Tour Down Under: Simon Gerrans crashes again as Jay McCarthy wins to take lead

Green machine: Australian Jay McCarthy (Tinkoff, right) just beats Italian Diego Ulissi (Lampre-Merida) to the line to win stage two of the Tour Down Under. Photo: John VeageFor a fleeting moment in the finale of stage two in the Tour Down Under on Wednesday, Simon Gerrans’ season looked set to continue the horror run of crashes that repeatedly sidelined him last year.


But as much as the unavoidable crash he had inside the last 500m of the 132km stage from Unley to Stirling was a disastrous finish the 35 year-old Victorian and his team knew it really could have been worse.

As Gerrans picked himself up from a spill, those who avoided the crash were in full flight towards the finish where Queensland’s Jay McCarthy (Tinkoff) pipped Italian Diego Ulissi (Lampre-Merida) to win, while defending champion Rohan Dennis (BMC) finished third.

Orica-GreenEDGE head sports director Matt White summed up the outcome aptly, saying with wry grin and a shrug of the shoulder: “It’s glass half full, glass half empty, isn’t it.”

Despite the drama and opportunity lost to win the stage and take the race lead, Gerrans is still very much in the fray in his pursuit for a record fourth overall win.

Starting Thursday’s 139km third stage from Glenelg to Campbelltown, McCarthy leads overall by four seconds over Ulissi, Gerrans is third at five seconds and Dennis fourth at six seconds.

Forget the prospect of McCarthy, 23, folding under the pressure. His stage win and race leadership may be his first in the World Tour, but the fourth year professional is determined to make best his opportunity.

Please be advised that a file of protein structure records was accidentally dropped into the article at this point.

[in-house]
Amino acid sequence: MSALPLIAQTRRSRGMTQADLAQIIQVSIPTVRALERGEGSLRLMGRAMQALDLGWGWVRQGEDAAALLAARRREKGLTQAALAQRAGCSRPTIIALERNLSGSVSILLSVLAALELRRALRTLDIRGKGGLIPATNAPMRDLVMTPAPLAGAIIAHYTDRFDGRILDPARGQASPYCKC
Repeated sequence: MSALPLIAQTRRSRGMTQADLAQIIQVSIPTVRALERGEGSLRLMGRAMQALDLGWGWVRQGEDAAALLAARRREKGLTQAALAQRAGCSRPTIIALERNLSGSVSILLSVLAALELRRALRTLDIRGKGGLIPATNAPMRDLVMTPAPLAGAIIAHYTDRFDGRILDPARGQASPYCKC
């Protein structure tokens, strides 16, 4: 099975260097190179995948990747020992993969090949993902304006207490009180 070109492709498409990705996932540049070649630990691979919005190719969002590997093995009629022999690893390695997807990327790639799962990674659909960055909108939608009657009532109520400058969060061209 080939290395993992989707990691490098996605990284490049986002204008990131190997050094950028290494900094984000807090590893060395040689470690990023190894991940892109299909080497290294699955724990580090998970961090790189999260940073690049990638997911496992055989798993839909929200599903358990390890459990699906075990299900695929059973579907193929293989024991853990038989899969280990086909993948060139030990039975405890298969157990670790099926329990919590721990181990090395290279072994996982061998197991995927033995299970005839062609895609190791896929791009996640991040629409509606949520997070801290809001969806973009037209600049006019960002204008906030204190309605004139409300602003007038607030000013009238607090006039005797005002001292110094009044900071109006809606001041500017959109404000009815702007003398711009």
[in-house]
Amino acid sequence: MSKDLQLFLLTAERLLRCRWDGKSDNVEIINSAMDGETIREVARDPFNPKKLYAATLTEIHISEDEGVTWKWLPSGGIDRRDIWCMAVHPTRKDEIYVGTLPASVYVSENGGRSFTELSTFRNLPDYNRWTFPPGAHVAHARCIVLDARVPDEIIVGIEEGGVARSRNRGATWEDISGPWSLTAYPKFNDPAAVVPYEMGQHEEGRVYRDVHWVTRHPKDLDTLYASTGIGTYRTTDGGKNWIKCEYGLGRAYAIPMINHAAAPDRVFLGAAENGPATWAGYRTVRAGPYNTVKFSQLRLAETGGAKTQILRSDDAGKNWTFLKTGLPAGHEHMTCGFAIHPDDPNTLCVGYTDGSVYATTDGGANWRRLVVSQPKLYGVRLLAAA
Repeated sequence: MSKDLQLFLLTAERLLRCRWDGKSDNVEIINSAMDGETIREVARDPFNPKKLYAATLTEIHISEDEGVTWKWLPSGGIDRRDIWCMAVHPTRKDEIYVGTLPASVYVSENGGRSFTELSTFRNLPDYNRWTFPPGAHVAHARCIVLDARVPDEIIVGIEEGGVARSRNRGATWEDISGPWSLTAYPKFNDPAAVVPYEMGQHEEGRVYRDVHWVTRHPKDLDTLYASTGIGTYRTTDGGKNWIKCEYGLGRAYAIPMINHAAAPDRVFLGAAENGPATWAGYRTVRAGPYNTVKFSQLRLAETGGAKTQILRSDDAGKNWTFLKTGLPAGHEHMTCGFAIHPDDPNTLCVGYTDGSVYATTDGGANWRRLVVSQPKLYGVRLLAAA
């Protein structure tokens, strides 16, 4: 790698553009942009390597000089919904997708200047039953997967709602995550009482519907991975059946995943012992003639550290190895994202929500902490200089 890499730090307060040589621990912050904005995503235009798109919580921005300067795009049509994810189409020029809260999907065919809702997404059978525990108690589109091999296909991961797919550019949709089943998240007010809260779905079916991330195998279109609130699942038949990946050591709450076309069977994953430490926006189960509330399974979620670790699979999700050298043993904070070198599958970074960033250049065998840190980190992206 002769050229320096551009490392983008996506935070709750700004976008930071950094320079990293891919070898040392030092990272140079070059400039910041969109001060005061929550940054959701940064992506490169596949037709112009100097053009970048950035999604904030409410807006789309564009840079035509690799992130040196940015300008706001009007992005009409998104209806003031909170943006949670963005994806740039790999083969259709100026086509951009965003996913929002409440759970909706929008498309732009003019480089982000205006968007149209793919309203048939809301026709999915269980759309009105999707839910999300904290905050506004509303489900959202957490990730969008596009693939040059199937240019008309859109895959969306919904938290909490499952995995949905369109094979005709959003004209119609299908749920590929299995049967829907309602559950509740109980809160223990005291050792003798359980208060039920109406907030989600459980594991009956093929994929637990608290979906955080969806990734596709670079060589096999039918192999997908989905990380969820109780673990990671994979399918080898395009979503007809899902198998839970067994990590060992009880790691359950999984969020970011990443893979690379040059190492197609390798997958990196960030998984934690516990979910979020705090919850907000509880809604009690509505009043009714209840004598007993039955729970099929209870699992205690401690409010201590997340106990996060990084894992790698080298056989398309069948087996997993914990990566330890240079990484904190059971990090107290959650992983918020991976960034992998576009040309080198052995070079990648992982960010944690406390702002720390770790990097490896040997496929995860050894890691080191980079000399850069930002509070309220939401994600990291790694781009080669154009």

McCarthy said he will “definitely” try to defend the ochre leader’s jersey: “I was hoping for a top five overall. “Hopefully I can keep it up. I think I can still play a bit of an underdog (role) in the bigger picture of this race.

“I feel like the shape’s good and I have a good team around me to hopefully go for it.”

Gerrans’ intent on Wednesday – and that of his teammates – was made very clear, especially after the peloton reached Stirling for five laps of a hilly 20.5km circuit

Gerrans picked up five bonus seconds in two intermediate sprints and his team rode superbly to protect him and reel in the breaks – including an 86km attack by Queensland’s Adam Hansen (Lotto-Belisol) that was reeled in with 19km to go.

But then, and inside the last 500m, their plan all came apart when Dutchman Lieuwe Westra (Astana) crashed in front of Gerrans’ South African teammate Daryl Impey after touching wheels with another rider.

Impey went down and so  did Gerrans who was tucked behind the South African’s rear wheel in readiness for the lead out.

“Daryl was just about to go around the group and open up. He went down and I went straight over the top with nowhere to go, ” said Gerrans, 35, who was fortunate to have not sustained more than a grazed knee and that the crash was inside the last three kilometres which, according to rules, meant he got the same time as the winner.

Gerrans also knew straight away that he had escaped relatively unscathed, saying when asked if he feared the worst as he hit the deck: “No … not at all. [I’m] fine. As soon as I picked myself up again I knew nothing was severely wrong. I asked Daryl how he was straight away and he seems to be okay too.”

But while Gerrans saw the good, he still lamented the missed chance to win: “We picked up a valuable five seconds on the road. But I’m bitterly disappointed we didn’t finish off the team work with a win at the end.”